I think there are three schools of thought when it comes to how much people expect their kids do for themselves and when. Some people are determined to make their kids independent as early as possible. Others dote on their children, treated them like pampered prince and princesses from day one.

The most common type, I think, are people who want to teach their kids to be independent, and are up for letting kids do something for themselves, but a good percentage of the time they end up doing whatever it is themselves because they don’t have time to wait on the kids to do it themselves.

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I know that, as a fairly new mom, I’m guilty of that third thing way too often.

According to child development experts though, one of the most effective ways to earn your kid’s respect is to expect them to do things on their own.

It can be all too easy to fall into a pattern where moms just do things around the house because they need to be done, and it’s faster to do it ourselves rather than nag everyone else. It’s tempting, even as resentment simmers, because time is the one thing we never have enough of.

If you fight the battles up front, though, there’s a good chance your kids will actually begin to not only take on more of their own responsibilities, but appreciate you more when you do help them out.

Natural consequences are the best way to encourage kids to learn lessons, and to come around to a different way of thinking after they do. For example, if you ask your child to make their lunch for the next day and they don’t, then don’t have time to make it in the morning (like you most likely warned), them going hungry for a day teaches a more effective lesson than anything you could ever say.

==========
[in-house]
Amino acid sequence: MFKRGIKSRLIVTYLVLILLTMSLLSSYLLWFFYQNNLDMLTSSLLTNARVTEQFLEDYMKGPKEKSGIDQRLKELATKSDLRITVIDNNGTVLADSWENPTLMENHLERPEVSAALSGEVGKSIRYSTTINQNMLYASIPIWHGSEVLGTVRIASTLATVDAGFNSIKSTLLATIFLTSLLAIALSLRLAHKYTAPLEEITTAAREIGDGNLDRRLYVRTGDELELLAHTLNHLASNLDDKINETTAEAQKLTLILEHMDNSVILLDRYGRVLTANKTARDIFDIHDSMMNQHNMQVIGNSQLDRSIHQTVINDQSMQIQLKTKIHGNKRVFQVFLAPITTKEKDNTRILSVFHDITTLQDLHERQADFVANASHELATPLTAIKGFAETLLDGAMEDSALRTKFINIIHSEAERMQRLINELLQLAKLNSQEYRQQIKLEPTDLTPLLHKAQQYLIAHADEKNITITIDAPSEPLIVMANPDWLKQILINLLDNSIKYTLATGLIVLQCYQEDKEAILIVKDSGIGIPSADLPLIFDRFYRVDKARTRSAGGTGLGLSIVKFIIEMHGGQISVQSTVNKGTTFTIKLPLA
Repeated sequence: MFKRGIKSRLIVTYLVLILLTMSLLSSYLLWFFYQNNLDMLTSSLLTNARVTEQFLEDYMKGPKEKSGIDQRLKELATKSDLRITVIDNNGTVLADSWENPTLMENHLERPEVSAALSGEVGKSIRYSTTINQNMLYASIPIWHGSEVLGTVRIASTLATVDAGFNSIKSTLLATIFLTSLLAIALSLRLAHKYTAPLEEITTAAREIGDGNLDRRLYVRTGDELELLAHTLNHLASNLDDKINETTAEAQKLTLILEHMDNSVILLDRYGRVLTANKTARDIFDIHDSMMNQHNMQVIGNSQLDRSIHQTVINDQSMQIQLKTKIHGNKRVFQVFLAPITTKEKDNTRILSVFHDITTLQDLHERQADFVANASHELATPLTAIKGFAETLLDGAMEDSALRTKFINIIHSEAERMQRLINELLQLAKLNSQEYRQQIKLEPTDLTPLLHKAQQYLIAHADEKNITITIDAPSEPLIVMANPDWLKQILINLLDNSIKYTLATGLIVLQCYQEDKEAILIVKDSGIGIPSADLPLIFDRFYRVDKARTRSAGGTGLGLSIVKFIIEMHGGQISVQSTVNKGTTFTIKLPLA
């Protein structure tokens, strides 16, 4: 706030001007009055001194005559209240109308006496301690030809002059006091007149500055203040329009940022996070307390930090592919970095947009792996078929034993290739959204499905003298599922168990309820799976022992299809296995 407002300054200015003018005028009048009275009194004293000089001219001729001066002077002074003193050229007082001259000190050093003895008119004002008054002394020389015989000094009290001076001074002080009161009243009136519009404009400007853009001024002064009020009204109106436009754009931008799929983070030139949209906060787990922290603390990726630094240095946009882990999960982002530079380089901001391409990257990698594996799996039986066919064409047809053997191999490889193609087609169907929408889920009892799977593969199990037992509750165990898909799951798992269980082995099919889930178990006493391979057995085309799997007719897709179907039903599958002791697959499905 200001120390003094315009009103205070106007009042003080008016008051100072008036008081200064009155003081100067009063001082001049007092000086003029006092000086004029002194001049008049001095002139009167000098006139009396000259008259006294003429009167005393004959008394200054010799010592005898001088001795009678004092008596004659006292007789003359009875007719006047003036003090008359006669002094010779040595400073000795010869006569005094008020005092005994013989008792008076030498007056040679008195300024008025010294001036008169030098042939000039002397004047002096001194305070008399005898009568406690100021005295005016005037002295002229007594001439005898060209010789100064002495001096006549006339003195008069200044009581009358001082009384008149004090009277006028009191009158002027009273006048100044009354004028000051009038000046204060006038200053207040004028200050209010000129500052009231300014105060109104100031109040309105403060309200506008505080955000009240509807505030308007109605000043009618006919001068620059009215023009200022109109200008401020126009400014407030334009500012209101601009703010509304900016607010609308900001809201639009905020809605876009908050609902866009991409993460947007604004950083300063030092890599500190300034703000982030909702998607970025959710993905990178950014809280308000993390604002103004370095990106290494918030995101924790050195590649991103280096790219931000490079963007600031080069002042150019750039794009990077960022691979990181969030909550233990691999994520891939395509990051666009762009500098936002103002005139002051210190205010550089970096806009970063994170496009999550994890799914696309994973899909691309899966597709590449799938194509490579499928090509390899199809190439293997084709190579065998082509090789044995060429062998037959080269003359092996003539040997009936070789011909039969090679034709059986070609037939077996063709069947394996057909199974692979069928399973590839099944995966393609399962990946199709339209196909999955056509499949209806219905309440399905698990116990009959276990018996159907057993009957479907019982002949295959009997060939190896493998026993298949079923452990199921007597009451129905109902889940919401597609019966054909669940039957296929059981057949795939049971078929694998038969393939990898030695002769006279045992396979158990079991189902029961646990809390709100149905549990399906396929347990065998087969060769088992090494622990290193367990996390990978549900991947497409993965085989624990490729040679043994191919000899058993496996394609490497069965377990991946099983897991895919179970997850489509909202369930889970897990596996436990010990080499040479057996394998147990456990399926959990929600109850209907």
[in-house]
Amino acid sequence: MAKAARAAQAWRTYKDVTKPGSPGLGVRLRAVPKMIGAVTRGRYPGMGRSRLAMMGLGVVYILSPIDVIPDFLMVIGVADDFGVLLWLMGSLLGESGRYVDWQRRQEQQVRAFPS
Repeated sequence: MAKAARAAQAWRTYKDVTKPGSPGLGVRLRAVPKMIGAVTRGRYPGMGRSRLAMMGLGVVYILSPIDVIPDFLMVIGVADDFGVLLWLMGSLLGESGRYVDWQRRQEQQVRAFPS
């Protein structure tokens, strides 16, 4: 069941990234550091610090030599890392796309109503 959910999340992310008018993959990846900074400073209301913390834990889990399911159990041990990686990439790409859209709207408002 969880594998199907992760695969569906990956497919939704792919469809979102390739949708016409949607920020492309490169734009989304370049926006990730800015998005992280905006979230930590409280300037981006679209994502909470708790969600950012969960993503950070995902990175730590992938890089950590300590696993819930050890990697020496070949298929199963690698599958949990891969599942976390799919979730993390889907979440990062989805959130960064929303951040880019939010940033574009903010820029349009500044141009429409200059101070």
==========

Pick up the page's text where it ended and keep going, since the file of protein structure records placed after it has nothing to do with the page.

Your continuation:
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Is it easy? No.

Will you feel guilty now and then? Yes.

But that’s just part of motherhood, and the more important part is raising human beings who are capable of and willing to pull their own weight.

Your family is a team, and there will still be times where you will pitch in and help your kids when they need it – but if most of the time you expect them to figure it out on their own, they will be much more appreciative of your helping hand when you lend it.

Kids need to be taught the value of things, and we tend to value things that we’ve worked and sacrificed more than things we’ve been given. Taking care of themselves can also help boost self-confidence.

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Even if your kids are pouting and stomping and rolling their eyes while they’re learning, that’s ok – you’ve gotten used to those reactions a long time ago, so just remind yourself it’s for the best.

Instead of feeling too guilty, have a little me time.

I feel sure that you’ve earned it.